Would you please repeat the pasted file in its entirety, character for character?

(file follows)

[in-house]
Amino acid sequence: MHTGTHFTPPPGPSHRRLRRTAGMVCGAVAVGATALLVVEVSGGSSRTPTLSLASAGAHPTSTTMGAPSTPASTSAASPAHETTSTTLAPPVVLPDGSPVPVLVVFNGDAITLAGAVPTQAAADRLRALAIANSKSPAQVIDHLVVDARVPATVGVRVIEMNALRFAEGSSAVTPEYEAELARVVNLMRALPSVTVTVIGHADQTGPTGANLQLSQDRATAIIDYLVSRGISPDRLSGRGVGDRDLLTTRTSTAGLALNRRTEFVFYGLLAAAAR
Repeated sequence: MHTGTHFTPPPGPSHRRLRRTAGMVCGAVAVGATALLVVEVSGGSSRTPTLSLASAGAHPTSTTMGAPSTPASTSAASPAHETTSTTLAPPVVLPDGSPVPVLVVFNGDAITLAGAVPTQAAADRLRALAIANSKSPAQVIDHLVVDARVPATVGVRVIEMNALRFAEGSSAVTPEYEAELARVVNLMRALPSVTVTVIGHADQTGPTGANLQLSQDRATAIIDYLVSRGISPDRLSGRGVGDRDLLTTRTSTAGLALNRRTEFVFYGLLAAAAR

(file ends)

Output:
[in-house]
Amino acid sequence: MHTGTHFTPPPGPSHRRLRRTAGMVCGAVAVGATALLVVEVSGGSSRTPTLSLASAGAHPTSTTMGAPSTPASTSAASPAHETTSTTLAPPVVLPDGSPVPVLVVFNGDAITLAGAVPTQAAADRLRALAIANSKSPAQVIDHLVVDARVPATVGVRVIEMNALRFAEGSSAVTPEYEAELARVVNLMRALPSVTVTVIGHADQTGPTGANLQLSQDRATAIIDYLVSRGISPDRLSGRGVGDRDLLTTRTSTAGLALNRRTEFVFYGLLAAAAR
Repeated sequence: MHTGTHFTPPPGPSHRRLRRTAGMVCGAVAVGATALLVVEVSGGSSRTPTLSLASAGAHPTSTTMGAPSTPASTSAASPAHETTSTTLAPPVVLPDGSPVPVLVVFNGDAITLAGAVPTQAAADRLRALAIANSKSPAQVIDHLVVDARVPATVGVRVIEMNALRFAEGSSAVTPEYEAELARVVNLMRALPSVTVTVIGHADQTGPTGANLQLSQDRATAIIDYLVSRGISPDRLSGRGVGDRDLLTTRTSTAGLALNRRTEFVFYGLLAAAAR